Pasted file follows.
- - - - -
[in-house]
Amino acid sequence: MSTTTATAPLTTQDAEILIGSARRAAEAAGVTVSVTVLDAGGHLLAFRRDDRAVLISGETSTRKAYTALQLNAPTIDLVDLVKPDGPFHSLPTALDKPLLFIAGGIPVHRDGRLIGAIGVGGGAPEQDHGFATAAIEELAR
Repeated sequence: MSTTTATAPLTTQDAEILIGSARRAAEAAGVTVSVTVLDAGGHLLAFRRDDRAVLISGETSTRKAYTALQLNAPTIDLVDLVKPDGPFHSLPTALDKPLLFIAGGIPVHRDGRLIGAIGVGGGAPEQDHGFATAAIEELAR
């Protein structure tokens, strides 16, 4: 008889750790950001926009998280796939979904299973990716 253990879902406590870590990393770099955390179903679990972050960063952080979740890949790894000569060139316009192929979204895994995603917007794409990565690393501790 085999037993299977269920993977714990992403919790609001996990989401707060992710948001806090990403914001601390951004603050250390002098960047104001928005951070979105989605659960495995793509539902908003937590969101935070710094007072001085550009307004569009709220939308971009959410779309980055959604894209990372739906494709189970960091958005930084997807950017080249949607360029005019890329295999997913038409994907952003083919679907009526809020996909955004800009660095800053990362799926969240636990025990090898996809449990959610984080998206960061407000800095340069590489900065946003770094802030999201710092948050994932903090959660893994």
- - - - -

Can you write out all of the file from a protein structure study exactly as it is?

[in-house]
Amino acid sequence: MSTTTATAPLTTQDAEILIGSARRAAEAAGVTVSVTVLDAGGHLLAFRRDDRAVLISGETSTRKAYTALQLNAPTIDLVDLVKPDGPFHSLPTALDKPLLFIAGGIPVHRDGRLIGAIGVGGGAPEQDHGFATAAIEELAR
Repeated sequence: MSTTTATAPLTTQDAEILIGSARRAAEAAGVTVSVTVLDAGGHLLAFRRDDRAVLISGETSTRKAYTALQLNAPTIDLVDLVKPDGPFHSLPTALDKPLLFIAGGIPVHRDGRLIGAIGVGGGAPEQDHGFATAAIEELAR
């Protein structure tokens, strides 16, 4: 008889750790950001926009998280796939979904299973990716 253990879902406590870590990393770099955390179903679990972050960063952080979740890949790894000569060139316009192929979204895994995603917007794409990565690393501790 085999037993299977269920993977714990992403919790609001996990989401707060992710948001806090990403914001601390951004603050250390002098960047104001928005951070979105989605659960495995793509539902908003937590969101935070710094007072001085550009307004569009709220939308971009959410779309980055959604894209990372739906494709189970960091958005930084997807950017080249949607360029005019890329295999997913038409994907952003083919679907009526809020996909955004800009660095800053990362799926969240636990025990090898996809449990959610984080998206960061407000800095340069590489900065946003770094802030999201710092948050994932903090959660893994």